Someone announced they’d treat everyone to a beer at Leland’s Tap or a root beer at the café, and they all trooped out, even Dad. All except Hank. Glenora’s hand trembled so much, she couldn’t attempt to do bookwork for a while. Hank stood before the truck, but made no move to pick up his wrench.
Finally, he crossed to the counter. “Doesn’t seem right to go back to work yet, does it?”
She shook her head. When she leaned forward, he smoothed away her inadvertent tears and skirted the counter.
“Come here, Glenora.” The light in his eyes made her whole body tingle as he swept her off her feet. “Can’t do this right out here where the whole world can see.”
The restrained power of his shoulder muscles sent a hungry wave through her. Easily the strongest man in town, he might also vie for the kindest—a parade of all he’d done for her father ran through her mind. Being carried made her feel so light, so carefree. Behind one of two big pillars holding up the roof, Hank stopped in the grimy shadows.
He took his time. Looked around. “There. This oughta do it.” He set her down like a feather, drew her close, and took her breath away. Just as she’d imagined since that night under the trellis, nothing about this man disappointed her.
No one ever accused Glenora Carson of being a breathtaking beauty. Her tall, gangly figure and angular face are more solid midwestern stock than Hollywood glamour. But Joe liked her. He even told her, “You’re the one for me.” He gave her a locket with his picture inside, to remind her of him while he was away, serving his country on the U.S.S. Arizona.After December 7, 1941, Glenora shelves her dreams of attending college on the scholarship she was offered by Iowa State University, locks her heart away, and focuses on holding down the home front by helping out the family business – Carson’s Garage. The grease-stained overalls didn’t do much to compliment her female figure, but they cover her female heart well enough.That is, until Hank Anderson, a wounded warrior back from battle, walks into the garage and into Glenora’s life.Is an old maid’s future Glenora’s fate, or will Cupid throw a wrench in her plans?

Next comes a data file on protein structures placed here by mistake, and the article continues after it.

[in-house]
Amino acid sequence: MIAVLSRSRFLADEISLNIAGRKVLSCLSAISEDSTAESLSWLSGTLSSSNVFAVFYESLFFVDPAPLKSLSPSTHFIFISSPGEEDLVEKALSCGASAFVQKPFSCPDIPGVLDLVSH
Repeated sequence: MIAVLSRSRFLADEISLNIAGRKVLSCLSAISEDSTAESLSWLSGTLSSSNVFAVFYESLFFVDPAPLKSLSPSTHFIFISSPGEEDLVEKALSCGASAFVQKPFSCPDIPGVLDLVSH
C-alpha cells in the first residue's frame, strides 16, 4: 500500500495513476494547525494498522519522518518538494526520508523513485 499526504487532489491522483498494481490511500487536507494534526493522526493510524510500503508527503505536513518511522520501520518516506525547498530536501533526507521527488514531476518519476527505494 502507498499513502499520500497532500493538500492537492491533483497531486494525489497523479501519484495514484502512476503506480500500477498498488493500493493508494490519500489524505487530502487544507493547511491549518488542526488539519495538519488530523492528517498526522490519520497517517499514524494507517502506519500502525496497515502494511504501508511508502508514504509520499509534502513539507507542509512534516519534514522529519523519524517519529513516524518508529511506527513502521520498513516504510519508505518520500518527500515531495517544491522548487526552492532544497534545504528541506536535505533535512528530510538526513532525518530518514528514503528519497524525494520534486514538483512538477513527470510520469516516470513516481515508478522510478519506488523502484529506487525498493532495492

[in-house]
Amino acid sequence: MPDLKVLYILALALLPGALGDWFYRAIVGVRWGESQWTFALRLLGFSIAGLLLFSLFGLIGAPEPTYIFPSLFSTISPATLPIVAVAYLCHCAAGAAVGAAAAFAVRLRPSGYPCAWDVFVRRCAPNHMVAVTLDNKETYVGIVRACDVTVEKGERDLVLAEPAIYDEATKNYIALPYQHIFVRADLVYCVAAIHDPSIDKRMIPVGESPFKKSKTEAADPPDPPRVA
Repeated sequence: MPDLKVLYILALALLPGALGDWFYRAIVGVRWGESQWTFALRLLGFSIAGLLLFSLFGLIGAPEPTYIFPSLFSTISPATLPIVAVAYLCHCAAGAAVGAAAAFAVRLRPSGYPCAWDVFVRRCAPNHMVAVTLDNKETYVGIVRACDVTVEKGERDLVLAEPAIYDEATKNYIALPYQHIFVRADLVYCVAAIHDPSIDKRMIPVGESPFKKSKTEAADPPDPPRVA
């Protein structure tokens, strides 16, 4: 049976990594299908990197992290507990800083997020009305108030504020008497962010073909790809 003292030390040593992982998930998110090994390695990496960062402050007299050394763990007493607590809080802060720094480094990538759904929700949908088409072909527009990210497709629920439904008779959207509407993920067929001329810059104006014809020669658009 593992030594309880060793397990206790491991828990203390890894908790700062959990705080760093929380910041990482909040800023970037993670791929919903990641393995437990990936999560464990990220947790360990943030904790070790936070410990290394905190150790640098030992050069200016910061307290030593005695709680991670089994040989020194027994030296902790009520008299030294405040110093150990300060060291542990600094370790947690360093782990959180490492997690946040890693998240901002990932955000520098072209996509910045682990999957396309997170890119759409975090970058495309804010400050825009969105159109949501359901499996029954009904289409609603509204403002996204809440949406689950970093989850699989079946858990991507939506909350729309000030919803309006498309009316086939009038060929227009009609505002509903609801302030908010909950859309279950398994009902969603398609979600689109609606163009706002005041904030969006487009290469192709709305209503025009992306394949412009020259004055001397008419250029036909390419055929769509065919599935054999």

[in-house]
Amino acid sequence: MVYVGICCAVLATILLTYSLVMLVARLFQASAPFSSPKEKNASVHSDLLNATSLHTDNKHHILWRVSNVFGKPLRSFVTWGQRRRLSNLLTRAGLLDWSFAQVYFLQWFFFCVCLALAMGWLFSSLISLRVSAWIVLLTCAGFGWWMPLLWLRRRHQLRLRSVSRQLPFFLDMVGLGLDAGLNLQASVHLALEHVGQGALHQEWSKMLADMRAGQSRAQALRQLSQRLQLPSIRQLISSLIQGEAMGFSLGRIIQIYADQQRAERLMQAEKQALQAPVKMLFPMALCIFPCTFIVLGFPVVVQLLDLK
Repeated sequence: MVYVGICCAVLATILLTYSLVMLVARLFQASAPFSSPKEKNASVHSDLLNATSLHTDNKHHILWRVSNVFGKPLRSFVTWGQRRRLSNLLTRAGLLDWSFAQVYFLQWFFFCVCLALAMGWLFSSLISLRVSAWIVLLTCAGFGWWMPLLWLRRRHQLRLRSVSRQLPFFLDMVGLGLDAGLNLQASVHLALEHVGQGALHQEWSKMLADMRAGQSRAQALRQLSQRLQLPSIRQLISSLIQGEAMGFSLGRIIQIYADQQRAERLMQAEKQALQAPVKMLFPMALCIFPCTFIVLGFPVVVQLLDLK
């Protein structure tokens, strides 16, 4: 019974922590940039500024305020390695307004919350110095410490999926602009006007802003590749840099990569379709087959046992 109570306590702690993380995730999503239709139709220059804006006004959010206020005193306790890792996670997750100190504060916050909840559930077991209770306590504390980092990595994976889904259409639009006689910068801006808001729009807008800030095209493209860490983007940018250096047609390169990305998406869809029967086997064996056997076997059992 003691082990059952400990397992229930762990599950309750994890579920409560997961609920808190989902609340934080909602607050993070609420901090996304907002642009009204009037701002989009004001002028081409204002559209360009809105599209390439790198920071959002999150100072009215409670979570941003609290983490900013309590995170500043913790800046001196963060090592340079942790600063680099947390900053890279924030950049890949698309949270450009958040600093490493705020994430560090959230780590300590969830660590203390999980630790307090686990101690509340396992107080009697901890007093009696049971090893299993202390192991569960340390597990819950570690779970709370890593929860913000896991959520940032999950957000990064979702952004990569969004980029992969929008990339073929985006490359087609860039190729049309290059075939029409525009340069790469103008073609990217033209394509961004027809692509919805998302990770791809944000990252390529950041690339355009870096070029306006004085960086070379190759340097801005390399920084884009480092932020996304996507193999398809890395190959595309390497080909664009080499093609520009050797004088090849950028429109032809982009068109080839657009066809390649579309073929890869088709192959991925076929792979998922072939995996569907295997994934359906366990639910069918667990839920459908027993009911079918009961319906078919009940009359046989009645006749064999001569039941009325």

Bio:Gail writes from northern Iowa, where she and her husband enjoy their grandchildren and watching historical documentaries.The writing bug bit Gail later in life, along with a love for the World War II era. She’s hopelessly addicted. Her historical fictionhonors Greatest Generation women who made a difference despite great odds. Her second love, teaching, leads to facilitatingwriting workshops and retreats, where she loves cheering others on in their vocation.